LOS LUNAS, N.M. (KRQE) - A New Mexico prison inmate thought he was being sneaky having phone conversations about shirt colors and cutting the grass that corrections officials say was really code for trying to get drugs into prison. Now one man that was free is locked up.
New Mexico Corrections Department officers listened to the phone conversations of three people for about a week in June.
In the recordings, a man and woman were heard getting orders from an inmate who apparently was not ready to give up his criminal ways.
"Our agents have to stay one step ahead of this at all times and they really have done a fabulous job of that," said Alex Tomlin, a spokeswoman for the New Mexico Corrections Department.
The recent incident that tested officers happened at the Central New Mexico Corrections Facility in Los Lunas, involving a man named Reynaldo Vargas. Vargas is an inmate there doing time for drug possession, assault, escape and trafficking charges.
Now, Vargas is accused of trying to get his friends to sneak drugs in through a letter. Corrections officers discovered it while sweeping the mail with a drug detecting K9 which picked up on the scent of a drug called "Suboxone."
"Suboxone is unique because it is not illegal out in the free world, it's a prescription you can go get," said Tomlin.
But in prison, Suboxone is illegal. The drug mimics the effects of heroin and typically used to help wean people off of narcotic addiction.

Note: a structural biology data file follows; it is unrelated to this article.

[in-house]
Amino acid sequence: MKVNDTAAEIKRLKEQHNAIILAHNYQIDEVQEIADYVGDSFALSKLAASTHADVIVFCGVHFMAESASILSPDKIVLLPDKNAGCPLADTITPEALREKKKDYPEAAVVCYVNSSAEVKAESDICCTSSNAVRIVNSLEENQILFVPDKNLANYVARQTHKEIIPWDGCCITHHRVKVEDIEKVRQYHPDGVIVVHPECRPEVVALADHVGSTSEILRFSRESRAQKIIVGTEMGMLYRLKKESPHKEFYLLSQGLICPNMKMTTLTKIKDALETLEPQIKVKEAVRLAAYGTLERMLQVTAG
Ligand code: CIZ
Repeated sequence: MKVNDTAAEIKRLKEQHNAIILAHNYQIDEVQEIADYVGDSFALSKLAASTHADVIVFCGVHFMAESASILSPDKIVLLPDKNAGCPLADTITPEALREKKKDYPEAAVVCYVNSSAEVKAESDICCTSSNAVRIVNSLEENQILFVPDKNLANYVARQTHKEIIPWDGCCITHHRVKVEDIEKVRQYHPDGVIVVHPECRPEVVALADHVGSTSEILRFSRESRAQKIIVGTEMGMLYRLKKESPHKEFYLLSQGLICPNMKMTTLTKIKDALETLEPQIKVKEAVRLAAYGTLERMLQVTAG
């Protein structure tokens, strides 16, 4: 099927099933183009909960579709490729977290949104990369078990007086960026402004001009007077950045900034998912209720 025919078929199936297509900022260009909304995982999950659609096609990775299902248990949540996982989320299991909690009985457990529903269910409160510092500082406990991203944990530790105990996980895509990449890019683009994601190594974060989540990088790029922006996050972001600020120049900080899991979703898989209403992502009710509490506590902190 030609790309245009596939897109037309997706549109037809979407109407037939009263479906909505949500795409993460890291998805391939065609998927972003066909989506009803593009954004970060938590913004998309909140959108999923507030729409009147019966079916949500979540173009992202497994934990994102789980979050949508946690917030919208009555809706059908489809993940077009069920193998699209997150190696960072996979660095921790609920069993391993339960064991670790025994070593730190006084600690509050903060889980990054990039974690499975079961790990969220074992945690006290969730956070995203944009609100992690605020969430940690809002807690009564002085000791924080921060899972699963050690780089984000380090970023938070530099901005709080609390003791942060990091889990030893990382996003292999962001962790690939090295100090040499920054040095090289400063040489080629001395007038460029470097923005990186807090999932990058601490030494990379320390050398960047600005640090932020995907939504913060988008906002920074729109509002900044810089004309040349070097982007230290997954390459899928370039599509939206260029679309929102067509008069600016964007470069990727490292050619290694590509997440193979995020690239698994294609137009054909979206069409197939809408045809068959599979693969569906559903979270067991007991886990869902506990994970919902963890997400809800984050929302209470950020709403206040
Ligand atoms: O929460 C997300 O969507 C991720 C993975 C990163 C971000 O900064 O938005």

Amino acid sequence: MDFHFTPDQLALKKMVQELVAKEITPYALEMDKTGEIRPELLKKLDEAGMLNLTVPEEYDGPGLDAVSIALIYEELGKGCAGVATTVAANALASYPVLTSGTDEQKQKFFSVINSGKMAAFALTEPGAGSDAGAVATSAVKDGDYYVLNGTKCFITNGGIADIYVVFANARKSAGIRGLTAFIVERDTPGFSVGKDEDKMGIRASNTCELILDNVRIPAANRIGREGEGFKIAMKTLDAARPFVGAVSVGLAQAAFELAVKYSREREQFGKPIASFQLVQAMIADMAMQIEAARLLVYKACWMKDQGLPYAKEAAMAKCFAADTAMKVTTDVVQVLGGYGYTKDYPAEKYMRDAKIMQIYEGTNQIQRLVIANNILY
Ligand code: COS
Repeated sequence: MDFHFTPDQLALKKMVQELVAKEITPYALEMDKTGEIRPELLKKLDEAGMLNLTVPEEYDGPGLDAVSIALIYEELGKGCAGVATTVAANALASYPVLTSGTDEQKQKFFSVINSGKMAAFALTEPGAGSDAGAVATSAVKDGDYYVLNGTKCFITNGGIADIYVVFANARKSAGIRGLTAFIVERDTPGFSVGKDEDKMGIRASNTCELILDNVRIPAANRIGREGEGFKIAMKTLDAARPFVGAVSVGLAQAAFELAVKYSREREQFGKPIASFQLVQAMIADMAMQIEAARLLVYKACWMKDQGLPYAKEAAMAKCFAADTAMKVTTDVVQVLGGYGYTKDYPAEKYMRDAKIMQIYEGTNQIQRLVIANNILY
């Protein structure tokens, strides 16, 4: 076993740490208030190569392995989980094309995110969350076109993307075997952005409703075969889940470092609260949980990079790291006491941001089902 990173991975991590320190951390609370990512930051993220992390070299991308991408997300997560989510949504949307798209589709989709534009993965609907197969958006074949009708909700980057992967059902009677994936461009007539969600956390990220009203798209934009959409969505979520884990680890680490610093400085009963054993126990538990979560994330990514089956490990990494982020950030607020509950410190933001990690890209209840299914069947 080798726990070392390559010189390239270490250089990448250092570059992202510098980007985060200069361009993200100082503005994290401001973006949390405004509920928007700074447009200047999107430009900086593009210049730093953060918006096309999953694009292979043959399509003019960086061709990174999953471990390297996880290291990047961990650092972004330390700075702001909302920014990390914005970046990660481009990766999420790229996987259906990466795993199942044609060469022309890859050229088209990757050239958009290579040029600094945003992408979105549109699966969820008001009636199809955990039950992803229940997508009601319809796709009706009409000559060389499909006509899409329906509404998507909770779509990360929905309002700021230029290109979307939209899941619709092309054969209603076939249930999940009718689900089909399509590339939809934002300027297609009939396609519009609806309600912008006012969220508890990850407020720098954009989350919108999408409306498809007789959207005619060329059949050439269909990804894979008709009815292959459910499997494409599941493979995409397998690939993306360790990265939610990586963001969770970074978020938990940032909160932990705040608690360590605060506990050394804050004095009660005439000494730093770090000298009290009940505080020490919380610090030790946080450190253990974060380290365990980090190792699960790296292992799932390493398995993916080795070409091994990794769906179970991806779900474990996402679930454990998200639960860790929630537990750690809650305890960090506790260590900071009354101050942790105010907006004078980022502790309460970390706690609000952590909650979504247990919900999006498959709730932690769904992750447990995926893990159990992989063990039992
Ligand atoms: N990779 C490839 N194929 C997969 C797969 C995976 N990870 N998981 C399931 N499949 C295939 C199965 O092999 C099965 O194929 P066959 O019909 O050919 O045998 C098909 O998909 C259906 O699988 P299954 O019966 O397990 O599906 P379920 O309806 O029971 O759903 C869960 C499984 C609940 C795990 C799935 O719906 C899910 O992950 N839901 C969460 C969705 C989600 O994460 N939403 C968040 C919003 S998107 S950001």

Once corrections officers found the drug, they looked into how the inmates tried to get it in.
"They went back and listened to some phone messages, they did some investigative work, they called in state police," said Tomlin.
In a criminal complaint filed by New Mexico State Police, corrections officials said Vargas spoke to a woman on the phone several times using coded language.
In one conversation with the woman, Vargas said "so tell Fat (expletive) to double that up." Corrections investigators say Vargas was referring to another man, Christopher Marquez, saying that he should cut the drug into strips.
In another message, Vargas asked the woman "what color was the first one?" Corrections investigators believe he was asking about the color of drugs that were sent in the mail. In the same conversation, Vargas asked if the color was "like his t-shirt."
"It's very coded, there are different ways of going about it, there's "I like the color of your t shirt" and the color coordinates to the drug that they want," said Tomlin.
Investigators tracked the drugs down to Christopher Marquez, who was arrested this week. Marquez faced a judge Saturday for his first appearance in Metropolitan Court. Corrections officials hope his arrest sends a strong message.
"If you're going to send something in to our facility, we're going to make sure you're criminal charged and you could end up in that same facility where you were trying to smuggle contraband," said Tomlin.
Marquez is charged with distributing Suboxone, bringing contraband into a prison and conspiracy. Corrections officers are still investigating charges against Vargas.
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